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Best Practices for Gathering Requirements from Your Stakeholders

Tips for keeping it simple!

  • Determining the appropriate stakeholders
  • Conflict among the stakeholders as to what is needed
  • Inaccurate or incomplete information provided by stakeholders
  • Uncertainty among the stakeholders as to what the requirements should be
  • Unrealistic expectations by stakeholders as to what is possible
  • Lack of participation among some of the stakeholders
  • Frequent changes to requirements causing scope creep

This is frequently one of the more difficult part of any project – if you don’t get the right information upfront, you are going to have problems throughout the entire project. Let’s now look at some tips for identifying the right stakeholders for the job and getting the information you need from them.

Tips for identifying the right stakeholders and conducting the data gathering sessions

Your stakeholders may come from any or all of the following groups, and be either internal or external to your company:

  • Project sponsor
  • Executives/leadership team
  • Managers/business owners
  • Customers (those using the product)
  • Suppliers/vendors

Develop a profile of each of your sponsors to include:

  • Role and responsibilities on the project
  • Expectations for the project along with what would make it successful for them
  • Concerns they may have
  • How receptive they may be to change (accepting of the project)

Ask your stakeholders if there are others they believe should be involved in the process of identifying the project requirements. For example, maybe someone new will be joining a department affected by this project over the next couple of weeks – can you get them onboard now at least for the requirements gathering component to ensure you get their input?

The larger your stakeholder group, the more likely you will not include everyone in the process of gathering requirements – however, you’ll want to be sure you have the right people there. If there is any doubt as to whether or not someone needs to be included, include them. For example, your sponsor, while a stakeholder, may not need to be included in the requirements gathering process and rather is expecting you to get the information you need from the other stakeholders.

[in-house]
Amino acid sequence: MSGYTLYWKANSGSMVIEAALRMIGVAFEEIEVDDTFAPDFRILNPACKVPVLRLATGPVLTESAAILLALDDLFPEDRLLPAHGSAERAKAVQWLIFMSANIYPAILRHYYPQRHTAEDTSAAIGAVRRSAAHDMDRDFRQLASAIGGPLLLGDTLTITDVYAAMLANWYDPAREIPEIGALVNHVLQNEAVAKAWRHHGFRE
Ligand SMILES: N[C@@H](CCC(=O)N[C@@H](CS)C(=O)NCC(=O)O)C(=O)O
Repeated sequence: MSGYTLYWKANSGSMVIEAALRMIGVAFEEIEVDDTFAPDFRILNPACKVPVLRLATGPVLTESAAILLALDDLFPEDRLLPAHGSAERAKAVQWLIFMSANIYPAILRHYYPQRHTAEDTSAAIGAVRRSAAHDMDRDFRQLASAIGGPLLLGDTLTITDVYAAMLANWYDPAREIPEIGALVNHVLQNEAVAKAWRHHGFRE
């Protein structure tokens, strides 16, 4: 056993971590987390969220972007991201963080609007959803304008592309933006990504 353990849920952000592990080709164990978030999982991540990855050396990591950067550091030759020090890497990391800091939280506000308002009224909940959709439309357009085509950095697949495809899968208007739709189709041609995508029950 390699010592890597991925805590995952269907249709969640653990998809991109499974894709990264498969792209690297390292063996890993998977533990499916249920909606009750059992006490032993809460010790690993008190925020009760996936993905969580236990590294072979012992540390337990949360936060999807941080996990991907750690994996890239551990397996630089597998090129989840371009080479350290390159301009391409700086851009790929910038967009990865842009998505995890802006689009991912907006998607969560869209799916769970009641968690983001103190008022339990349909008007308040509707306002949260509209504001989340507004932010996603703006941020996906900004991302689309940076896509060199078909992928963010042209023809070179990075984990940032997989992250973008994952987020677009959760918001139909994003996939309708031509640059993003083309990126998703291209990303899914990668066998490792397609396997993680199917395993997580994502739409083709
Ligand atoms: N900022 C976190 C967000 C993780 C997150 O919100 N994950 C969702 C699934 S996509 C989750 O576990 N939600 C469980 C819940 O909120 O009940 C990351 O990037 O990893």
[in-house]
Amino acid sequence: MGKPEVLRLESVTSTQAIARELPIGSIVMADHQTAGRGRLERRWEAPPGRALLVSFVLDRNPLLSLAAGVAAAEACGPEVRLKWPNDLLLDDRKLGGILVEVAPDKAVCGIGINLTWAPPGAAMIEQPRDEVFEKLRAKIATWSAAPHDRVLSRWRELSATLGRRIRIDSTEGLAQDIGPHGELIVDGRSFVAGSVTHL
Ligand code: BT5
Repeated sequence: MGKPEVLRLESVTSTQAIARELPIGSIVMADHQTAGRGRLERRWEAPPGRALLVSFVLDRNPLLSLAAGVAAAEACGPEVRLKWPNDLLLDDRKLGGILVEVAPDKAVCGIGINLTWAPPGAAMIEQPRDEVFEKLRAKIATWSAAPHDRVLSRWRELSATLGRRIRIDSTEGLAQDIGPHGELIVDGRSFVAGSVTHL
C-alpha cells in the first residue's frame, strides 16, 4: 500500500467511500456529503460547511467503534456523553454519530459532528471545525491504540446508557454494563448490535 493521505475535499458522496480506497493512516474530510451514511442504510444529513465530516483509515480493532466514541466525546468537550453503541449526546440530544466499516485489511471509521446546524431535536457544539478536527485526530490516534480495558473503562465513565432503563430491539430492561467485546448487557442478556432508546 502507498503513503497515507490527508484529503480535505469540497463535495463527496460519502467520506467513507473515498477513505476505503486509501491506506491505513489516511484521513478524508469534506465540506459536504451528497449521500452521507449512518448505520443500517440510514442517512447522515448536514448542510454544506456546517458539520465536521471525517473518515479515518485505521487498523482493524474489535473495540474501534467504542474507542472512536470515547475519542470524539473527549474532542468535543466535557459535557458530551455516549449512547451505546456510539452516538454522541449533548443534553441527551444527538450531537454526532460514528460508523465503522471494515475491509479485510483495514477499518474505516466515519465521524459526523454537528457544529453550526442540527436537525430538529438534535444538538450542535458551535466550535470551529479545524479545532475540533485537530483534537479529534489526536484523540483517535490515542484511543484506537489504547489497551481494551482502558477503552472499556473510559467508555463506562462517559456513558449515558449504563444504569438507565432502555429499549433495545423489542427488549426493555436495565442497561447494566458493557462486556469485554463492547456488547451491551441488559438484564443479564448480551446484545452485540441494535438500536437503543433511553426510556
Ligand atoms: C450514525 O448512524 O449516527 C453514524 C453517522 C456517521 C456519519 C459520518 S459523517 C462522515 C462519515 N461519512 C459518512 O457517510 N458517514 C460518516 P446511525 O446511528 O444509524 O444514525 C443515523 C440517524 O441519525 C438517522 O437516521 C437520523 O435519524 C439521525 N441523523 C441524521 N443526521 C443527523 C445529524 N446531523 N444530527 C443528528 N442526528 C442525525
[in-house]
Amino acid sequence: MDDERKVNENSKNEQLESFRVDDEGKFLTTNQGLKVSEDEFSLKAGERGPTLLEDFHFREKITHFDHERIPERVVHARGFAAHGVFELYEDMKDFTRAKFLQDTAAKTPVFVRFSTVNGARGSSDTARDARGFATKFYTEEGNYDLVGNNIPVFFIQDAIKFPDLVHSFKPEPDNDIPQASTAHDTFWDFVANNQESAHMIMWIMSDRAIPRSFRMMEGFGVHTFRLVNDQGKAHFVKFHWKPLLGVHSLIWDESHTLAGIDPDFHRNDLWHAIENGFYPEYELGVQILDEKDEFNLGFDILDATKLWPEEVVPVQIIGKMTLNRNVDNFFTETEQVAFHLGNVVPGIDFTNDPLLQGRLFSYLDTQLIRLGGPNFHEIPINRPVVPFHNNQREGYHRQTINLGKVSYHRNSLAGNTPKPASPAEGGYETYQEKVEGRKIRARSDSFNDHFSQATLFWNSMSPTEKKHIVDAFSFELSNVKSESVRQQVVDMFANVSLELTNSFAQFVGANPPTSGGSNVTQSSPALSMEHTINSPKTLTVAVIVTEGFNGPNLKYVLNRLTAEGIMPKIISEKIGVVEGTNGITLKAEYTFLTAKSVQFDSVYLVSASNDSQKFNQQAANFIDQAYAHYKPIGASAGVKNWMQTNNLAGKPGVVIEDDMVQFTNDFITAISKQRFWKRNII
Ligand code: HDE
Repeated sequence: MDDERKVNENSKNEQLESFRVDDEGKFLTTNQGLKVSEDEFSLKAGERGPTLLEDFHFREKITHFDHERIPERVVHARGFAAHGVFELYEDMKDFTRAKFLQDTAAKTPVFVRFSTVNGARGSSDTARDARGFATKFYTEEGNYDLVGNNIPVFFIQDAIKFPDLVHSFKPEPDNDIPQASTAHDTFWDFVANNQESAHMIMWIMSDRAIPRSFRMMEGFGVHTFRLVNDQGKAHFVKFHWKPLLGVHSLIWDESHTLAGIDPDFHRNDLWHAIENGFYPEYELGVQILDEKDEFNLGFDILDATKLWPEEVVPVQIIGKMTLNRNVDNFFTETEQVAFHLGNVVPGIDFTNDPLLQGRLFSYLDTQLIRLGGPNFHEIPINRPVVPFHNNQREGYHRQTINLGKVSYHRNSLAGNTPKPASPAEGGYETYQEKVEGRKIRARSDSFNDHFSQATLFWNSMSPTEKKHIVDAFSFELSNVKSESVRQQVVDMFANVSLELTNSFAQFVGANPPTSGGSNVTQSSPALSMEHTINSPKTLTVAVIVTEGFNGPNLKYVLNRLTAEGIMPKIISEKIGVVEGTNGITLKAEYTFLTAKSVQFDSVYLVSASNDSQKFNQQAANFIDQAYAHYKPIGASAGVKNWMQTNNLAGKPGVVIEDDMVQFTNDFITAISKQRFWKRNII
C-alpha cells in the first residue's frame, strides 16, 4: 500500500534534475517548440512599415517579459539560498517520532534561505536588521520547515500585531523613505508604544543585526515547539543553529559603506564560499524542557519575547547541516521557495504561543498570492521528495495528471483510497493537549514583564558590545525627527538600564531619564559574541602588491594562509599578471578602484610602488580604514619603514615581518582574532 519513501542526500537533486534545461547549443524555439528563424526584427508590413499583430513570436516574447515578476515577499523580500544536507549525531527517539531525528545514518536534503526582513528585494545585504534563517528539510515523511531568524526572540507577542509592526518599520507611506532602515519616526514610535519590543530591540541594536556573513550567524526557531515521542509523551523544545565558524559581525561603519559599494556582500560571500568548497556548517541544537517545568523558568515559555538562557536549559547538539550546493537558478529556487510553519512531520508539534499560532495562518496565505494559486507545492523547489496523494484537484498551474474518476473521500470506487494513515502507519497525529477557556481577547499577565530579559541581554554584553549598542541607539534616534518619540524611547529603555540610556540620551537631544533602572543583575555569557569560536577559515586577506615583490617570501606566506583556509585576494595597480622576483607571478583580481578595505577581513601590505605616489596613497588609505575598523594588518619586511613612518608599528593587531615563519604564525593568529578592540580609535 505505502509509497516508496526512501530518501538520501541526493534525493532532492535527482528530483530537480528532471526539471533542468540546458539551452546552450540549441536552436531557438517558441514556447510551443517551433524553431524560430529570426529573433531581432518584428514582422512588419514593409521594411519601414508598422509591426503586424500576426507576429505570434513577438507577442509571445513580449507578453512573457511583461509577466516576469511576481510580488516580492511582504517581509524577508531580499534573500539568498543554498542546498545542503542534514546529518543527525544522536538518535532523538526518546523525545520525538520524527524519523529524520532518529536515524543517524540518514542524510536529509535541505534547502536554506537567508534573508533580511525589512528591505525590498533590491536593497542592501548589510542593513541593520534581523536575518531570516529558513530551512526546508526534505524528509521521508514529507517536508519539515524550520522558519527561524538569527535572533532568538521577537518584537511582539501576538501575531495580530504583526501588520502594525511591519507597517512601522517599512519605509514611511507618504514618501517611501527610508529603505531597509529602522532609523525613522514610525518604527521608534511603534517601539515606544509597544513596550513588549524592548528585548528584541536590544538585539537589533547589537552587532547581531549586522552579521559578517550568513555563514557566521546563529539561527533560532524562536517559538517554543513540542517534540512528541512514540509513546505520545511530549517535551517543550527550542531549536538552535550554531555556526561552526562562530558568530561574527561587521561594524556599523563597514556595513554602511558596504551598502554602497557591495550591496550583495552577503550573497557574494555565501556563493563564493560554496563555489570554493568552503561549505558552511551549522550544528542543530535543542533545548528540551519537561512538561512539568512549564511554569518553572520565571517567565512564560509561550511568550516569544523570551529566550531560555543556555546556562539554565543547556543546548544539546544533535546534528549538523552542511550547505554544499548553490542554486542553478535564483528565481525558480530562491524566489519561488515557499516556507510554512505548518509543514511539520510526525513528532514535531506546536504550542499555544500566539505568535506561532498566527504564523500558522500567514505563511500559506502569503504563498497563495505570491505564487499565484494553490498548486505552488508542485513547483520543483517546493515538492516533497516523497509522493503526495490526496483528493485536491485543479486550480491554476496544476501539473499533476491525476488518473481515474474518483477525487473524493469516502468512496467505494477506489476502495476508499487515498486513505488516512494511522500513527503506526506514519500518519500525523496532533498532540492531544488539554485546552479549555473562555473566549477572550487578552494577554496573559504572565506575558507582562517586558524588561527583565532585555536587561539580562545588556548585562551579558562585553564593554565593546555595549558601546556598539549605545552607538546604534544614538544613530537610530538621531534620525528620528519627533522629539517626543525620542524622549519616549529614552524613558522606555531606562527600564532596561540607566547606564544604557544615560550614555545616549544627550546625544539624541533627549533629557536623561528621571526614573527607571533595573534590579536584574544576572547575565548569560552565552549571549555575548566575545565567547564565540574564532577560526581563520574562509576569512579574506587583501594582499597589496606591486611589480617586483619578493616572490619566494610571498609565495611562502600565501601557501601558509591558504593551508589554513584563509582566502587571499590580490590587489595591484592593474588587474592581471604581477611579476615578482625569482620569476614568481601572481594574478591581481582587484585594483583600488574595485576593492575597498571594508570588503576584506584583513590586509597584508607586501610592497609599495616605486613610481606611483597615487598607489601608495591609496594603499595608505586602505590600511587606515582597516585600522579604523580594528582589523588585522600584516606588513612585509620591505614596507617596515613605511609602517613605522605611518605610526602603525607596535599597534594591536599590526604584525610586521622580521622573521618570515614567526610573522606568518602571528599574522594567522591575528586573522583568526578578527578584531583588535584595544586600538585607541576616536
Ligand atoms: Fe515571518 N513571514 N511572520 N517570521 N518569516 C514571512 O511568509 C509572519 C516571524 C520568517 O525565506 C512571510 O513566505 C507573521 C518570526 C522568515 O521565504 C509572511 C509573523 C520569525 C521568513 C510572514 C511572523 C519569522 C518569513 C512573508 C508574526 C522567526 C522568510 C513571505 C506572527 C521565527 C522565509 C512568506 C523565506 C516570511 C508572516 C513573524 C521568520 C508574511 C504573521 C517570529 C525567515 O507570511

Prepare the questions you will ask the stakeholders ahead of time. Share those questions with them so they can be prepared to speak in detail about their needs/wants for the project. These are not "yes/no" questions but rather open-ended questions to gather the details you need to ensure you design the project correctly and the end result meets their needs.

Use a variety of tools for gathering data from the stakeholders:

  • Small group facilitated workshops – in person
  • Conference call interviews (ideally only when in person not possible)
  • One-on-one interviews in person
  • Focus groups
  • On-line surveys

Review any data already available – especially if there is a previous system or product in place that is similar to this project.
As a best practice, hire a facilitator to conduct the small group workshops or focus group sessions so you can more easily and effectively gather the data you need.
Pull all of the data you gather together and send to the stakeholders to get their comments. If possible, get the group together again to review the requirements and ensure you have captured all of their needs/wants. Develop a prototype of the project based on the data you gathered if possible – this is a great way for your stakeholders to "see it" in action.

Make any necessary changes based on the feedback from the prototype and review again with your stakeholders. Plan for at least 2 – 3 reviews in your project plan – this way you can be sure you get the information you need and don’t begin to feel under the gun to get started on a project without all the necessary information to ensure a successful project.

Things to watch for

Watch for the following when you have your stakeholders together for the requirements gathering sessions:

  • Lack of participation from any of the stakeholders (even just one tuned out and not participating can affect your project negatively!)
  • A few of the stakeholders taking over the conversation and not allowing others to participate
  • Constant changing of minds; unsure of what they want or need or unwilling to commit

A good facilitator can help you by keeping an eye out for these individuals and helping you to address the issue. It may require, in some cases, a side conversation with a stakeholder to address the issue.

Also keep an eye out for unrealistic expectations on the part of stakeholders as to what can be done in a specified timeframe or with the technology available, budget available, etc. I have found when working with clients that a bit of education upfront helps. Once the stakeholders understand what is possible/what is not, and the why’s behind it all, it is easier to control expectations.

Your thoughts? What has worked for you? What challenges have you encountered and how have you handled those challenges? Shall with others in the Comments field below.

Looking for additional information on this topic in future posts.